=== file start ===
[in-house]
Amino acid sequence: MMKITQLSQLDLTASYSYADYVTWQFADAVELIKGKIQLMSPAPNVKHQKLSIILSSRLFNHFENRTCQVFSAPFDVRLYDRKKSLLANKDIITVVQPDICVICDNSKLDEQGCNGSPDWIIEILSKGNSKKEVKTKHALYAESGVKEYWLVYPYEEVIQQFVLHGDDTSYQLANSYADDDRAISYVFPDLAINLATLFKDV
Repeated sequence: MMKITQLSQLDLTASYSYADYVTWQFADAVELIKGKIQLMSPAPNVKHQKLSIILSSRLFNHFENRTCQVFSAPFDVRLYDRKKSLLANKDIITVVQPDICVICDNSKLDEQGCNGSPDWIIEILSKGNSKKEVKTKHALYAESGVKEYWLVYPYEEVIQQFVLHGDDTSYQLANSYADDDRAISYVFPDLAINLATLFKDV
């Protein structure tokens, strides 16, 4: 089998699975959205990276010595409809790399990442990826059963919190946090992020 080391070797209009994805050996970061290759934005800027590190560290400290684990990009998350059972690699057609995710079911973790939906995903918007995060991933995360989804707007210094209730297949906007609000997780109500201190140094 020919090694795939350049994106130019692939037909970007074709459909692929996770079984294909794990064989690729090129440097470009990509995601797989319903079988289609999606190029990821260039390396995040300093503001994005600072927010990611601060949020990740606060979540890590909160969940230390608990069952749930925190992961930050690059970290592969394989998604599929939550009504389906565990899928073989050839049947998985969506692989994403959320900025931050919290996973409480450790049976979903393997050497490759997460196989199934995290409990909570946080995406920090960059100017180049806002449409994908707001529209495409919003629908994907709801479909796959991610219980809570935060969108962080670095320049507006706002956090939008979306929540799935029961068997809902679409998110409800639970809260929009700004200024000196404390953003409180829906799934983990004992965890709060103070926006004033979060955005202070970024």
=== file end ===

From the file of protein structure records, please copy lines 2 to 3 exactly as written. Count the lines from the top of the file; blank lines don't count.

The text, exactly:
Amino acid sequence: MMKITQLSQLDLTASYSYADYVTWQFADAVELIKGKIQLMSPAPNVKHQKLSIILSSRLFNHFENRTCQVFSAPFDVRLYDRKKSLLANKDIITVVQPDICVICDNSKLDEQGCNGSPDWIIEILSKGNSKKEVKTKHALYAESGVKEYWLVYPYEEVIQQFVLHGDDTSYQLANSYADDDRAISYVFPDLAINLATLFKDV
Repeated sequence: MMKITQLSQLDLTASYSYADYVTWQFADAVELIKGKIQLMSPAPNVKHQKLSIILSSRLFNHFENRTCQVFSAPFDVRLYDRKKSLLANKDIITVVQPDICVICDNSKLDEQGCNGSPDWIIEILSKGNSKKEVKTKHALYAESGVKEYWLVYPYEEVIQQFVLHGDDTSYQLANSYADDDRAISYVFPDLAINLATLFKDV